Commission to establish the proposition that bilateral air services
agreements between individual Member States of the European Union
on the one hand and countries outside the EU on the other -- notably
the United States -- are contrary to EU law. The Commission argued
that only it had the legal authority -- or "competence"
in EU parlance -- to represent the Member States in the conduct
of air services negotiations with third countries.
U.S. airline officials often discuss the U.S. Government's
competence to conduct aviation negotiations, but I suspect they
are not talking about our legal authority.
Anyway, the Commission's theory was that, within
the EU, competence -- legal authority -- for the conduct of aviation
relations with third countries has been vested in the Commission
since the mid-90's, when the so-called "Third Package"
completed the establishment of a single aviation market within
the EU. The Commission argued that seven bilateral Open Skies
agreements forged between particular Member States and the U.S.
subsequent to that time -- and the U.S.-U.K. air services agreement
-- were contrary to EU law. According to the Commission, the Member
States simply did not have the legal authority to enter into those
A lot of speculation preceded the issuance of the
decision -- particularly on this side of the Atlantic. What if
the Court agreed with the Commission and invalidated our bilateral
agreements? Would U.S. airlines continue to enjoy the rights they
have to serve European destinations and beyond? Would European
airline services to U.S. communities be interrupted? Would U.S.
and European airlines still be able to price their trans-Atlantic
services without worrying about regulatory restrictions as they
can today? Would they be allowed to maintain productive trans-Atlantic
marketing and code-sharing alliances, which are predicated most
importantly on the guarantee of unrestricted market entry and
the open route descriptions that are central features of every
Open Skies agreement?
What if EU Member States were prohibited from conducting
bilateral negotiations with the U.S. in their own right, but the
Commission did not yet have authority to negotiate on behalf of
the EU as a whole? We'd have nobody to negotiate with.
Mirror-image concerns, of course, were expressed
Last Tuesday, November 5, we got the answers. The
European Court of Justice rendered what American lawyers would
call a "surgical" decision. Contrary to a great many
headlines that appeared in the press, it did not strike down the
bilateral agreements that were the subject of the Commission's
complaint. Nor did the Court prohibit EU Member States from continuing
to conduct negotiations with the U.S. in their own right. The
Court certainly did not -- and indeed could not -- confer competence
on the Commission to conduct negotiations with the U.S., a political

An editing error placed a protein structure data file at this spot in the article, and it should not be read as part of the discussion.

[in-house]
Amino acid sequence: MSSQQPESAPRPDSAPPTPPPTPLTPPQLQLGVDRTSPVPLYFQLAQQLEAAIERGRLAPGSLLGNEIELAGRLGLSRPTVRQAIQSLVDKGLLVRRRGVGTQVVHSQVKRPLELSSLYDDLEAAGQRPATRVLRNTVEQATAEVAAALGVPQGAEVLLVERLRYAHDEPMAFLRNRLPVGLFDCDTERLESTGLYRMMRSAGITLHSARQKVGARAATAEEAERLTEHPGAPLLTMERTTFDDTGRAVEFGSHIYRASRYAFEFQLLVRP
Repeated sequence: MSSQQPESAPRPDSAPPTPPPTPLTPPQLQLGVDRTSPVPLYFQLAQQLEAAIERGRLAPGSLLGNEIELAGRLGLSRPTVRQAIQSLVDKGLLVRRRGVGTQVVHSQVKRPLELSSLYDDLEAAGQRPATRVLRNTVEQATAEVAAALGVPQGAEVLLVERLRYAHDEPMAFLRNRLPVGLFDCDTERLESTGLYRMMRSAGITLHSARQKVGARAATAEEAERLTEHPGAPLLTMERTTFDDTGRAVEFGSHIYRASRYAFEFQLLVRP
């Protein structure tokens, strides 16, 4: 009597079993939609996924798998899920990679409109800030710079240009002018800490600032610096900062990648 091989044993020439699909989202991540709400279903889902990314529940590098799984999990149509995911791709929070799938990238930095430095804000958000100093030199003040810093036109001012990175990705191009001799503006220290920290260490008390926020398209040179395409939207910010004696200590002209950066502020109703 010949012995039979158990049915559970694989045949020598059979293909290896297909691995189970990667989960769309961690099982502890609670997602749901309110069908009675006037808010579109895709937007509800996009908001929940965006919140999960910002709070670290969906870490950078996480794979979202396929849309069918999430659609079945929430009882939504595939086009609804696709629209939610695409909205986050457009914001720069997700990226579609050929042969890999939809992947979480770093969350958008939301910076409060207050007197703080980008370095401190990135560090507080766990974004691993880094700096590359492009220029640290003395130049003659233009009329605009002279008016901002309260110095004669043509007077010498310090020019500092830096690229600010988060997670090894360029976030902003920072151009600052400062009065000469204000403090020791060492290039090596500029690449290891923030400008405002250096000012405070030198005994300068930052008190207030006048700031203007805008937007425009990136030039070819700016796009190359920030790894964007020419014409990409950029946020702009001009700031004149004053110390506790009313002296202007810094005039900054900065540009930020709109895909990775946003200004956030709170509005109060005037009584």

decision that can only be taken by the EU Council of Ministers.
And most importantly, the decision did not have any immediate
impact on the rights of U.S. and European airlines to continue
to conduct services pursuant to the challenged bilateral agreements.
Instead, the Court found that certain specific types
of provisions in those bilateral air services agreements -- because
they implicated subject matter that is now the subject of internal
EU regulations that address the rights of non-EU nationals --
are contrary to EU law.
Specifically, provisions in bilateral aviation agreements
that the Court found objectionable were those that:
-- addressed the allocation of slots;
-- governed the pricing of intra-European air services
-- so-called "fifth freedom" pricing provisions;
-- addressed computer reservation systems; and
-- reserved the right to operate services under the
bilateral agreements in question only to airlines substantially
owned and effectively controlled by nationals of the EU Member
State that is a party to the agreement.
I know that assessments of the decision from this
side of the pond are not likely to be of great interest either
to the European Court of Justice or to the Commission, but I have
to say that, to this observer at least, the decision seems entirely
unsurprising. Indeed, American lawyers will be reminded of our
own doctrine of pre-emption: the well-established principle that
state governments are prohibited from legislating with respect
to any subject area "occupied" -- and thus pre-empted
-- by our national government. Aviation lawyers in particular
know about the principle because of a number of important decisions
-- including some by the U.S. Supreme Court -- relating to whether
and to what extent state governments retained the ability to regulate
airline behavior following Congress's passage of the Airline Deregulation
Act in 1978.
What the European Court said -- if I can paraphrase
it in American terms -- was that certain aspects of civil aviation
have been pre-empted by EU regulations, and no EU Member State
has the ability to agree to any provision in an air services agreement
that runs counter to those regulations. Conversely, those aspects
of aviation that the Commission has not pre-empted through regulations
remain legitimate fodder for bilateral negotiations.
Many of the press stories earlier this week said
that the Court struck down "central features" of the
aviation agreements between the U.S. and the eight EU Member State
Let's examine that proposition. As most observers